“any sufficiently advanced technology is indistinguishable from magic”, Sir Arthur C. Clarke


Back to Peru

As I am heading to Peru tomorrow I covet prayer covering while I am away.

The purpose of this trip is to lead a retreat for the teachers at San Mateo School as we prepare them to share leadership this coming June when we do another Bible School. A team of four from Grace Anglican Church, Fleming Island, FL, will join me on Saturday. I shall also take that team down to Arequipa to explore mission opportunities.

As I arrive in Peru I will be joining Susan Park who is hosting a varied and diverse group of partners and friends of Peru. Bishop Dan Martins of Springfield, IL and his assistant Fr. Mark Evans are there on a one-week visit so as to renew their Peruvian partnership. Shortly arriving is a team from the Diocese of Worcester, England and their bishop – The Rt. Rev John Inge who is giving a teaching series at the Cathedral, will join them later. Towards the end of the month a group from the Diocese of South Carolina is coming to explore missionary opportunities. Also joining us will be a representative of the Diocese of Gibraltar.

I am excited. After a hiatus of a year we are beginning to see a new series of partner in mission relationships emerging. It is for this that I have worked over the whole of last year and more. The changes in the diocese of Peru since Bishop Godfrey has left have been many. In this time the Diocese, under the leadership of Bishop Jorge Aguilar, has completed a detailed evaluation of the state of the Diocese. They have allied themselves very strongly with the Province of South America. They have abandoned any idea of becoming a separate province of the Anglican Communion, which was proposed about two years ago. They have established goals for clergy and lay people, which put spiritual formation, evangelism and discipleship as Anglican Christians at the forefront. They have planned a series of teaching occasions over the course of the next year.

Lima will be very different from Vermont. Today we are being blanketed by snow. Tomorrow night I shall be in hot and muggy Lima. This is one of the hottest summers on record for them. This is made worse by severe water shortages caused by damaging rains that have blocked the water systems.

Please pray for safe travels, good and useful conversations and a renewal of partnership relations.


Christmas reflections and hopes

Fear not, for behold, I bring you good news of great joy that will  be for all the people. For unto you is born this day in the city of David a Savior, who is Christ the Lord. Luke 2:10-11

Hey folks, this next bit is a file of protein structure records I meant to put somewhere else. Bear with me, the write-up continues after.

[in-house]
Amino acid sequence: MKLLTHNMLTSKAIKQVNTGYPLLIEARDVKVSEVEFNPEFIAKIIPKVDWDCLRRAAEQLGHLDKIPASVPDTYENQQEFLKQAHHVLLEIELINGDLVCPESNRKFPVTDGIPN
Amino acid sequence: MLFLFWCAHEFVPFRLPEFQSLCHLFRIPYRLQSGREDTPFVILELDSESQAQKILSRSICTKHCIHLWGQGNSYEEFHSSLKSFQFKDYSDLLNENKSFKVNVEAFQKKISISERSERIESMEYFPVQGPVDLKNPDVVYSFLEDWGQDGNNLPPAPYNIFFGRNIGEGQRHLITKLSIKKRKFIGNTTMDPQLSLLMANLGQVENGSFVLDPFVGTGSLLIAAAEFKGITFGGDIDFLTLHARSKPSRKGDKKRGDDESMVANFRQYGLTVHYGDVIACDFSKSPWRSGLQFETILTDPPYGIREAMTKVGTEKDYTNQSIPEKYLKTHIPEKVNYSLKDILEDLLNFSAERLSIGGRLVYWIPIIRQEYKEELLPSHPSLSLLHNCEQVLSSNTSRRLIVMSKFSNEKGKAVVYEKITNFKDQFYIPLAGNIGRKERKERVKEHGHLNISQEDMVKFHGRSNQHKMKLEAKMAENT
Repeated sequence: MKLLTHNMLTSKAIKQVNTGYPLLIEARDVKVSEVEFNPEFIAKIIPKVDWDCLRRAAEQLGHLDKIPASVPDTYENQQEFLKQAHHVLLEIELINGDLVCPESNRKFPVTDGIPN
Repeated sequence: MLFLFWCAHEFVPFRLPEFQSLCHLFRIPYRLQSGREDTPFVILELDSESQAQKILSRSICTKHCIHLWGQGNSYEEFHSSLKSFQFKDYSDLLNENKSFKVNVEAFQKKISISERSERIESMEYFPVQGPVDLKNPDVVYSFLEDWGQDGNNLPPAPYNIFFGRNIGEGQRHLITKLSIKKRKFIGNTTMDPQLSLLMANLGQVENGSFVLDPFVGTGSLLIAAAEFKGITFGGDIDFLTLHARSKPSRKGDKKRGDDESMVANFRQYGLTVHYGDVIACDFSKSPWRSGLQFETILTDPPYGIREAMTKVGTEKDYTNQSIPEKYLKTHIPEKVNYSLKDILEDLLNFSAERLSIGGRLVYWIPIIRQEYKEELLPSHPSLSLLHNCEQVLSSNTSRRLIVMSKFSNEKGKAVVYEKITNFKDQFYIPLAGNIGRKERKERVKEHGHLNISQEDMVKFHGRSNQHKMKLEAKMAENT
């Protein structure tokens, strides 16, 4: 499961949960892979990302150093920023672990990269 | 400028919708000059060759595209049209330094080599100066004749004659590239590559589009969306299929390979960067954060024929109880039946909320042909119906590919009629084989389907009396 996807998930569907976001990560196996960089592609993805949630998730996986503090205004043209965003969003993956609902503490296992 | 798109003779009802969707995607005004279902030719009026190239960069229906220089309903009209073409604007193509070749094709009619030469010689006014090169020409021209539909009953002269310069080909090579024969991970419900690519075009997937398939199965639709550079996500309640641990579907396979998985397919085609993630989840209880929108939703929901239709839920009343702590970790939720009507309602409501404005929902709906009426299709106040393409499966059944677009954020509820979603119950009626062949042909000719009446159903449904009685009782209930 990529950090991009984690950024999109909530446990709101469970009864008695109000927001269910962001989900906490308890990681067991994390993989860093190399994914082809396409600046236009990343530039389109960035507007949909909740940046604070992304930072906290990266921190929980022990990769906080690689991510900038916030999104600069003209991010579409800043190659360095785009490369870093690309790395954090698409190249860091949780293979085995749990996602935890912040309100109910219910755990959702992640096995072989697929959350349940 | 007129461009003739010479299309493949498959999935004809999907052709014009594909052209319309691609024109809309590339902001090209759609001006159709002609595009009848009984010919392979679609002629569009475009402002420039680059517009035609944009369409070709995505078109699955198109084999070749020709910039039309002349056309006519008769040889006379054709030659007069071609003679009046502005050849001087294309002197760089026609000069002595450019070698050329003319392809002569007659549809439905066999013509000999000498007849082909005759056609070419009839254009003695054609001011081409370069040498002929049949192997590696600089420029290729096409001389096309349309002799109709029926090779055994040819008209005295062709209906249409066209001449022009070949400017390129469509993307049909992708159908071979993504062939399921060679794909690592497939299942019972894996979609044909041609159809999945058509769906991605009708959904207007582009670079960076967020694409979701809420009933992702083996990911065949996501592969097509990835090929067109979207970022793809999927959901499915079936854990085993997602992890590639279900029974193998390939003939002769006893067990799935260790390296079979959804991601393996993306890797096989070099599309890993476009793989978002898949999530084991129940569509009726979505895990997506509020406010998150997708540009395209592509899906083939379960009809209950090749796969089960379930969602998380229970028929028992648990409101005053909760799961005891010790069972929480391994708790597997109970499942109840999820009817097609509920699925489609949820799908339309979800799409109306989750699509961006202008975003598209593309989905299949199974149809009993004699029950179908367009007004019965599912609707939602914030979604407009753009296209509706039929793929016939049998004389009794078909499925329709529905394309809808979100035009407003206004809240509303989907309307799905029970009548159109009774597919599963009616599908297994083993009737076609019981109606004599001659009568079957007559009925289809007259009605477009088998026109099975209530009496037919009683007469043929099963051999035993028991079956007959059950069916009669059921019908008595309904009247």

dscf1982This has been a good and busy year.  Please, as we end this year when there is much uncertainty in the world, join me in heeding the Prince of Peace.  The angels announced Jesus with the Christmas message – Fear not, Jesus is coming.   Jesus has come and dwelt among us.  His perfect love casts out fear.  We seek during these times to make Jesus present as we serve others near and far.

I visited Peru five times in 2016 and am planning more visits in 2017.  These trips accomplished much.  Thank you for being part of what God has been doing there through these trips and conversations.  Polly was able to join me in November when we served  at the Cathedral in Lima over two weeks.  dscf2055

In Puente Piedra, Santisima Cruz church now has a roof.  A building for water purification at Colegio San Mateo  was installed – equipment coming in 2017.  The VBS at Colegio San Mateo in July was an amazing success, and we are returning in February to train leaders for another VBS in late June.13620277_10206966335099235_7119263508189618520_n

I have assisted at the Cathedral several times as they are still searching for a new English speaking rector.  We are developing plans for a complete rebuild of two schools and celebrating the new high school in Arequipa – St. Mark’s Anglican school. I also visited partners, congregations and bishops in the USA several times this  year so as to keep them abreast of developments in Peru.dscf1994

Goals for 2017

In 2017 we are resolved to do all that we can to support Bishop Jorge Aguilar in his priorities: Evangelism and Disciple-making.  Under a new initiative, the Anglican Church in Peru will teach and train clergy and lay people to grow the Church and make effective disciples. They will be aided by the Anglican Province of South America and Peru’s partner dioceses, congregations and individuals. I will be coming alongside to encourage and participate.

DSC_6184I must rebuild my funds with SAMS-USA so as further to travel to Peru in 2017.  Peru is where God has been leading me, using me and continues to call me.


Have a wonderful Christmas as we greet the Prince of peace.  Polly and I wish you every blessing, peace and joy.